Osenbrock v. Apfel, 240 F.3d 1157, 1162 (9th Cir. 2001). When a claimant has both exertional (strength-related) and non-exertional limitations, the Grids are inapplicable and the ALJ must take the testimony of a vocational expert. Moore v. Apfel, 216 F.3d 864, 869 (9th Cir. 2000).

THE ALJ'S DECISION

The ALJ employed the five-step sequential evaluation process. At step one, the ALJ found that Plaintiff had not engaged in substantial gainful employment since her alleged onset date. (AR 21). At step two, the ALJ found that Plaintiff had a "very questionable severe impairment in the musculoskeletal system from minimal degenerative changes and from a presumption of fibromyalgia." (Id.). The ALJ further concluded that Plaintiff's "medically determinable mental impairments of depression considered singly and in combination do not cause more than minimal limitation in the claimant's ability to perform basic mental work activities and are nonsevere." (Id.). The ALJ explained that Plaintiff "has no restrictions in activities of daily living, mild limitations in social functioning, . . . no limitations in concentration, persistence, and pace[,]" and "has experienced no episodes of decompensation." (Id.).

At step three, the ALJ found that Plaintiff's impairments, either singly or in combination, do not meet or equal the requirements of any impairment listed in 20 C.F.R. Part 404, Subpart P, Appendix 1. (AR 22). At step four, the ALJ determined that Plaintiff retained a physical RFC for medium work, "except [that] she is able to frequently climb, balance, stoop, kneel, crouch, and crawl." (AR 22). Specifically, the ALJ found:

The claimant's subjective complaints do not credibly establish a residual functional capacity less than that found herein. There is a lack of medical documentation of an impairment which would cause extreme pain or pain which would compromise the claimant's ability to perform work-related activities. Furthermore, this is based on more than a lack of objective evidence, but rather the entire record as a whole does not reveal that the claimant is precluded from performing all regular, sustained work activity. The claimant's treatment generally has been routine and conservative and objective diagnostic evidence show only mild degenerative disease with no significant evidence of persistent spasms, neurological deficits, or arthritic stigmata. There is no evidence of disuse muscle atrophy or wasting commonly associated with severe pain. Also there is no evidence of significant attention, concentration, or cognitive deficits. Furthermore, the claimant's treating and examining doctors all found the claimant noncompliant with treatment with suggestions of drug seeking behavior and any exacerbation caused by noncompliance is an additional basis for denying benefits. Consequently, I find that the claimant's allegations of pain and limitation are not fully credible and not consistent with the medical record (20 CFR 404.1529, Social Security Ruling 96-7p). Although it appears that the claimant experiences some pain due to degenerative disease and fibromyalgia, it is not of the degree she alleges. In fact, the claimant testified at the hearing that she sees Dr. Frausto only once a month and she sees Dr. Katsaros every 6 to 8 weeks. The claimant also stated that Dr. Mohr is her primary care physician, but she has not seen Dr. Mohr in a while. Certainly, such treatment is not consistent with any debilitating condition or the alleged level of pain asserted by the claimant.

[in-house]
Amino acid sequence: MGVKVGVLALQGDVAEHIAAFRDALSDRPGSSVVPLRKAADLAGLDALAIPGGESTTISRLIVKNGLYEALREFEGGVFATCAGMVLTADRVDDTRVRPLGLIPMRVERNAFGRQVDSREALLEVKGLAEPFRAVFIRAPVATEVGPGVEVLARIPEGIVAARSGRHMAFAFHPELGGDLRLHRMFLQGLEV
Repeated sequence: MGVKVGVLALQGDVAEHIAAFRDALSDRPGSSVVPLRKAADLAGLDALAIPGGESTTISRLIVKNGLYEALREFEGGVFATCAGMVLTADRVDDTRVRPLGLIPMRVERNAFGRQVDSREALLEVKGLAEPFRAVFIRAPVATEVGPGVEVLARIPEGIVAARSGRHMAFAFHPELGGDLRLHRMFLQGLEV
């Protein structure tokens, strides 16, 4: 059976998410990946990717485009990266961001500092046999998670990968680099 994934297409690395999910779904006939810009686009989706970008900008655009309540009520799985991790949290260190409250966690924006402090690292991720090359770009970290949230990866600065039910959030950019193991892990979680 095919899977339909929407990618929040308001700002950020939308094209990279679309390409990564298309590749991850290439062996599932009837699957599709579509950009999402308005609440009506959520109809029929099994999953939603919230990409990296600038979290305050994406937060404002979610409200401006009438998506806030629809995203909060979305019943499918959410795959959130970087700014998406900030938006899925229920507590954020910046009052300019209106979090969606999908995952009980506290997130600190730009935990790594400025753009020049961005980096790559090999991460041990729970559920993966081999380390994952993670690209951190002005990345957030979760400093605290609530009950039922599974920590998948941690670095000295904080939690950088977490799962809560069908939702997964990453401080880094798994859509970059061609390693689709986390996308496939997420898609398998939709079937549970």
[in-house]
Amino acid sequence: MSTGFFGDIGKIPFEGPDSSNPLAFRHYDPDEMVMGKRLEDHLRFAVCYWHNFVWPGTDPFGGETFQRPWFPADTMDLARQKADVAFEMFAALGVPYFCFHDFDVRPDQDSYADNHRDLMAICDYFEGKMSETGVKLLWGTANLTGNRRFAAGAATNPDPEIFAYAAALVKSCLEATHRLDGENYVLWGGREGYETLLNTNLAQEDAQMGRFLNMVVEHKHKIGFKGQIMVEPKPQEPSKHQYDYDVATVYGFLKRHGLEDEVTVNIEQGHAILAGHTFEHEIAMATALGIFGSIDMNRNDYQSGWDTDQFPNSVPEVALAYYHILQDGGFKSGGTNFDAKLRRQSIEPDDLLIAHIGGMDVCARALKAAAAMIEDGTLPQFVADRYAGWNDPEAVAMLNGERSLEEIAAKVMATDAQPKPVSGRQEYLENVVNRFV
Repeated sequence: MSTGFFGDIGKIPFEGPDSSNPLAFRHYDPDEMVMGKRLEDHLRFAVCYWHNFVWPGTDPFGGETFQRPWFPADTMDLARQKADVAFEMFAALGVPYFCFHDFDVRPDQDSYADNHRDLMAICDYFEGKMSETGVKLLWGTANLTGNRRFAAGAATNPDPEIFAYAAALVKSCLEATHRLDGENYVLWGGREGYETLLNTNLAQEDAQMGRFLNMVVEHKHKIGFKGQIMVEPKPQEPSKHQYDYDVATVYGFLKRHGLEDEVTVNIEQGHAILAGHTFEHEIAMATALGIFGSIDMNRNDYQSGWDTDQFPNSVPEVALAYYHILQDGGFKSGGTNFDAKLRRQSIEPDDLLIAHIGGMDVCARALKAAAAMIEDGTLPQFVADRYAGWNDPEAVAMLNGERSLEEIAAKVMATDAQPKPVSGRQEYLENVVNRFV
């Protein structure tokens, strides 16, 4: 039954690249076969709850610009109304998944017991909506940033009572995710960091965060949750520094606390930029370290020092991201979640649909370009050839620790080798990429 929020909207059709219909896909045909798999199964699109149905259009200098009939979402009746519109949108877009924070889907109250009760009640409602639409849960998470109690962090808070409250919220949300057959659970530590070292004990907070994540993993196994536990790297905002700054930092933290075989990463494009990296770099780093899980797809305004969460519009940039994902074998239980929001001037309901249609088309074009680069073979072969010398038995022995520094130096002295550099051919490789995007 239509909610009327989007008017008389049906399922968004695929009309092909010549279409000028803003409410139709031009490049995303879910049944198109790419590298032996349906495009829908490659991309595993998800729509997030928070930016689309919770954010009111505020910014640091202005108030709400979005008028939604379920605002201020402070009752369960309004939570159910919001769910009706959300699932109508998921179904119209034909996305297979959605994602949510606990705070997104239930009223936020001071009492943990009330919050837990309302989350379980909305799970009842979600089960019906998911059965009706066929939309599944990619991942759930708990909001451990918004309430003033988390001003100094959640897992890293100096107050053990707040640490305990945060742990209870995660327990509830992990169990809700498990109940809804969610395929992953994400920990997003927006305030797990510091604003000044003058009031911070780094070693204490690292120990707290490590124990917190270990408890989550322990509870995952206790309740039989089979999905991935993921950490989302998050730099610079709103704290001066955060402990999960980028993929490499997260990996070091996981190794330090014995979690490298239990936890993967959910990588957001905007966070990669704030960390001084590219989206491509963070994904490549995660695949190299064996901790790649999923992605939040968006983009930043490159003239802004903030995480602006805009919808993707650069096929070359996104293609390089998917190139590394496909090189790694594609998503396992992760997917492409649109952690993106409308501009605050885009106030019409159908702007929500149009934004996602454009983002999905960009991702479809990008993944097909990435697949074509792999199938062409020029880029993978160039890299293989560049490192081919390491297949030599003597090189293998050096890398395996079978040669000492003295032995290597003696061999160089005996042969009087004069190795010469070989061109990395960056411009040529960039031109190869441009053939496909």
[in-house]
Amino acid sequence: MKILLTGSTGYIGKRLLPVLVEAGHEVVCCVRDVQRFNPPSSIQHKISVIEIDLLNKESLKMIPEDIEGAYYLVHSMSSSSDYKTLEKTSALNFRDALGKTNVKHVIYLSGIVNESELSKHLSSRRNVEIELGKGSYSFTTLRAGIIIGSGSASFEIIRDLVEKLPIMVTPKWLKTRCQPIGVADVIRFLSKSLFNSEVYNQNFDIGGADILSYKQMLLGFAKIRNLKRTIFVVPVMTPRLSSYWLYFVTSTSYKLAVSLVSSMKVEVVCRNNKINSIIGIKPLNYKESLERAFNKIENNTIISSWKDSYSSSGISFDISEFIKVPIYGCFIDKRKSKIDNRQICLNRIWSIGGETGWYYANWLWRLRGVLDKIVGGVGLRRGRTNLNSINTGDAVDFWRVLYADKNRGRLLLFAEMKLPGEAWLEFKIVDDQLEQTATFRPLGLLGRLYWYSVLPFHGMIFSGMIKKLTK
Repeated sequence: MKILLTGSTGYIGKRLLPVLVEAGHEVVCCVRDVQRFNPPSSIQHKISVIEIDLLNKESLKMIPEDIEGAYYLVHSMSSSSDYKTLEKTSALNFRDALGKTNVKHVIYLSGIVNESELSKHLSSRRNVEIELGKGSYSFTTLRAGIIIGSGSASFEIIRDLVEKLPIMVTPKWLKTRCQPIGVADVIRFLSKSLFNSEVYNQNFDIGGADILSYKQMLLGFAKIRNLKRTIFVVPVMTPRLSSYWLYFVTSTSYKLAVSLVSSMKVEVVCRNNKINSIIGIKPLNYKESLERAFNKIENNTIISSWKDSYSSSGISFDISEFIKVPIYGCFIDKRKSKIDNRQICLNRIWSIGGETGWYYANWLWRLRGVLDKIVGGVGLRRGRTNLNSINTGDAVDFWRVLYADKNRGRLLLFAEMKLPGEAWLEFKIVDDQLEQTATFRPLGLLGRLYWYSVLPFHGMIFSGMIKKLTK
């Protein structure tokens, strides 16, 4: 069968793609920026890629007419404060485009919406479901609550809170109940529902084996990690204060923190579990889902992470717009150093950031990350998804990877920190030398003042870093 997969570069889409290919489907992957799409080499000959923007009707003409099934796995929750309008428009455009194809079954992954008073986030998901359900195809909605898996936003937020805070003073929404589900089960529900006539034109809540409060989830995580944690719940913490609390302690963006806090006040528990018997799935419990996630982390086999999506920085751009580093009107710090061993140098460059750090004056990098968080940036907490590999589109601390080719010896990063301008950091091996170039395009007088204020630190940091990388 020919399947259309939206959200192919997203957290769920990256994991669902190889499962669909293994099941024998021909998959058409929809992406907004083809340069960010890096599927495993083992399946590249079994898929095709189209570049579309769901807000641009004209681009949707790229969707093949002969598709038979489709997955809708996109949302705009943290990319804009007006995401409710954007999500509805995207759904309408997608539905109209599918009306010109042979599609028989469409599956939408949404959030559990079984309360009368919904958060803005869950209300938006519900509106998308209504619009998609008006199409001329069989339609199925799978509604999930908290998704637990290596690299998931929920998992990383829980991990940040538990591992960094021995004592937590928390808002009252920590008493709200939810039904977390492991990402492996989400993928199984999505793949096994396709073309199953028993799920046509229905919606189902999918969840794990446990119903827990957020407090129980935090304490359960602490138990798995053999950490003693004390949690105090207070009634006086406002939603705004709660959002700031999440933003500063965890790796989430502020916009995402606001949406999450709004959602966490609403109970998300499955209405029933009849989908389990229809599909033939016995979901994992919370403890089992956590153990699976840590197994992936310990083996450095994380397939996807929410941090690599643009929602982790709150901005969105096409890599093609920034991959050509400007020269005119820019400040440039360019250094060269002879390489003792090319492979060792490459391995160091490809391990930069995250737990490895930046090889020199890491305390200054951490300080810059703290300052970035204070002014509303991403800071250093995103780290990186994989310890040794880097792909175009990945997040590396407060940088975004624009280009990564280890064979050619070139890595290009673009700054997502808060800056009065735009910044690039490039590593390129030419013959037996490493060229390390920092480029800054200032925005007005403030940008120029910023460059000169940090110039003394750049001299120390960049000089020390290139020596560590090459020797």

(AR 31).

At step five, the ALJ found that based on Plaintiff's age, educational background, work experience, RFC and the vocational expert's testimony, Plaintiff was "capable of performing past relevant work as a fiscal analyst. (AR 32). Accordingly, the ALJ found that Plaintiff was not disabled. (Id.).

STANDARD OF REVIEW

Under 42 U.S.C. § 405(g), a district court may review the Commissioner's decision to deny benefits. The court may set aside the Commissioner's decision when the ALJ's findings are based on legal error or are not supported by substantial evidence in the record as a whole. Aukland v. Massanari, 257 F.3d 1033, 1035 (9th Cir. 2001); Smolen v. Chater, 80 F.3d 1273, 1279 (9th Cir. 1996).

"Substantial evidence is more than a scintilla, but less than a preponderance." Reddick, 157 F.3d at 720. It is "relevant evidence which a reasonable person might accept as adequate to support a conclusion." Id. To determine whether substantial evidence supports a finding, the court must "'consider the record as a whole, weighing both evidence that supports and evidence that detracts from the [Commissioner's] conclusion.'" Aukland, 257 F.3d at 1035 (quoting Penny v. Sullivan, 2 F.3d 953, 956 (9th Cir. 1993)). If the evidence can reasonably support either affirming or reversing that conclusion, the court may not substitute its judgment for that of the Commissioner. Reddick, 157 F.3d at 720-21.